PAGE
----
Science’s COVID-19 reporting is supported by the Pulitzer Center and the Heising-Simons Foundation.
In a startling and confusing move, Russia claimed today it had approved the world’s first COVID-19 vaccine, as the nation’s Ministry of Health issued what’s called a registration certificate for a vaccine candidate that has been tested in just 76 people. The certificate allows the vaccine, developed by the Gamaleya Research Institute of Epidemiology and Microbiology in Moscow, to be given to “a small number of citizens from vulnerable groups,” including medical staff and the elderly, a Ministry of Health spokesperson tells ScienceInsider. But the certificate stipulates that the vaccine cannot be used widely until 1 January 2021, presumably after larger clinical trials have been completed.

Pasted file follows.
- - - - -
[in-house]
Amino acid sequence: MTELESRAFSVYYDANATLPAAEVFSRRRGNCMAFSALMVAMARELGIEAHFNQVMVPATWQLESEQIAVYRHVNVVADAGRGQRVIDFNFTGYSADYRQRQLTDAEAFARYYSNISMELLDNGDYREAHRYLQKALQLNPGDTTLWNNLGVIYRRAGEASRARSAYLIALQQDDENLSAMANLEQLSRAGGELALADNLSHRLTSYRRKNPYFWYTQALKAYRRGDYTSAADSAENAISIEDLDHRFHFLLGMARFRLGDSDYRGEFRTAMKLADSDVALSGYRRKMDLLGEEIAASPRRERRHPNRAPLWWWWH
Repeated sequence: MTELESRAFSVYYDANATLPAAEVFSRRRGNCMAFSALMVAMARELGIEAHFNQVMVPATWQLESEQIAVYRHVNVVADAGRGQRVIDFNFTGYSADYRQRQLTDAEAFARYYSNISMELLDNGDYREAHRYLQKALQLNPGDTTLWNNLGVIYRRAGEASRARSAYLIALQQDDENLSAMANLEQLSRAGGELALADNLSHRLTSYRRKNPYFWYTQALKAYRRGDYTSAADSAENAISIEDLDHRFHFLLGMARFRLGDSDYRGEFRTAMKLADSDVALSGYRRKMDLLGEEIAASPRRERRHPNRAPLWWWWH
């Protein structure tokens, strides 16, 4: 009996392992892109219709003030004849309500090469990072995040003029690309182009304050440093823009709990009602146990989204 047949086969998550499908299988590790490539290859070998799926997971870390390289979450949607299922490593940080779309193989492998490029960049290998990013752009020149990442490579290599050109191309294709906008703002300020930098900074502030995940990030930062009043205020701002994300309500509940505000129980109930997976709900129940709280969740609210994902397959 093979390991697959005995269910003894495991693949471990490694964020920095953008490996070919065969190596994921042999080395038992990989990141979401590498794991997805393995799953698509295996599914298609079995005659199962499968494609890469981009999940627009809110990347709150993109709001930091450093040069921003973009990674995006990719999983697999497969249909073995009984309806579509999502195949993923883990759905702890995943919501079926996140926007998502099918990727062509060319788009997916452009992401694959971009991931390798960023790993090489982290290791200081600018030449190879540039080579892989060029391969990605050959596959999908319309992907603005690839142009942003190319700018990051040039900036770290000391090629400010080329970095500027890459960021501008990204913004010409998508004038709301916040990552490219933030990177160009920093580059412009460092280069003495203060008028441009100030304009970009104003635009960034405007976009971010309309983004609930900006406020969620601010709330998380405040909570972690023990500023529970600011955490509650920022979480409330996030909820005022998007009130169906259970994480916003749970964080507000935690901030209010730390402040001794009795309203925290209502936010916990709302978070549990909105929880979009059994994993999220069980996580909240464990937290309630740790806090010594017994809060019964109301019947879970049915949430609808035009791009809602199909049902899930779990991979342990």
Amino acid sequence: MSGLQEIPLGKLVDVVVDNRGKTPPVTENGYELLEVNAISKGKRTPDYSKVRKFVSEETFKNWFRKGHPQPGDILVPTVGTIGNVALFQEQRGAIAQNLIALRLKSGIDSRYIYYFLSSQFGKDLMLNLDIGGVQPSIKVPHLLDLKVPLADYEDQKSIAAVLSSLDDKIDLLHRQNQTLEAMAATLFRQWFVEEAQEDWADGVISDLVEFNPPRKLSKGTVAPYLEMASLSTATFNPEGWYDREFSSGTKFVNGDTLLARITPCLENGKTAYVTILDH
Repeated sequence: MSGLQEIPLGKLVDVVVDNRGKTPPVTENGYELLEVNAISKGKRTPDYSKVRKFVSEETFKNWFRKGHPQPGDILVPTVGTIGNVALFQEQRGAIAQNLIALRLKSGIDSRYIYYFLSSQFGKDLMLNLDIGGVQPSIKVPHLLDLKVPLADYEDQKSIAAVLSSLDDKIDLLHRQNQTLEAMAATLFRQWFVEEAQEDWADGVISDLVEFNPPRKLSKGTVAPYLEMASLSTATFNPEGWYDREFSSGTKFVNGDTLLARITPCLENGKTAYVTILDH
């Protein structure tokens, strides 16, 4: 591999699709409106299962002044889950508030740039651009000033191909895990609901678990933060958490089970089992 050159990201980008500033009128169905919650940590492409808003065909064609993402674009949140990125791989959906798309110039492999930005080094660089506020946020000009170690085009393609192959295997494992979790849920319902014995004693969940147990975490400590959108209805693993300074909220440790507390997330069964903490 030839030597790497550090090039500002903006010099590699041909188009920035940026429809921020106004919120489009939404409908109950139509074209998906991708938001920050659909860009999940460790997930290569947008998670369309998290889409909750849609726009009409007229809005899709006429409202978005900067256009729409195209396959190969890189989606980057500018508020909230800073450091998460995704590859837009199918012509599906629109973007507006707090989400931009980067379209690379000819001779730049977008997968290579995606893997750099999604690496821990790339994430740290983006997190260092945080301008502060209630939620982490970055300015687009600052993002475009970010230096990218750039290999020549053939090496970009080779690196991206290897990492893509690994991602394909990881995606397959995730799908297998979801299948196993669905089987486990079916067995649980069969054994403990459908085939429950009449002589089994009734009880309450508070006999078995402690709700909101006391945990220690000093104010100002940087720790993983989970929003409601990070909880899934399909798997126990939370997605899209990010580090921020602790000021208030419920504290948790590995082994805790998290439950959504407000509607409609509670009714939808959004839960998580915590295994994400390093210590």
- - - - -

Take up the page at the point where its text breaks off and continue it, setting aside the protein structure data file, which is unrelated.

Scientists around the world immediately denounced the certification as premature and inappropriate, as the Gamaleya vaccine has yet to complete a trial that convincingly shows it is safe and effective in a large group of people. Even some within Russia challenged the move. “It's ridiculous,” says Svetlana Zavidova, a lawyer who heads the Association of Clinical Research Organizations in Russia. “I feel only shame for our country.” Zavidova, who has worked on clinical trials for 20 years and anticipated the approval, yesterday sent an appeal to the Ministry of Health to postpone registering the vaccine until proper efficacy trials are completed. “Accelerated registration will no longer make Russia a leader in this race, it will only expose end users of the vaccine, citizens of the country of the Russian Federation, to unnecessary danger,” she wrote on behalf of the clinical research group.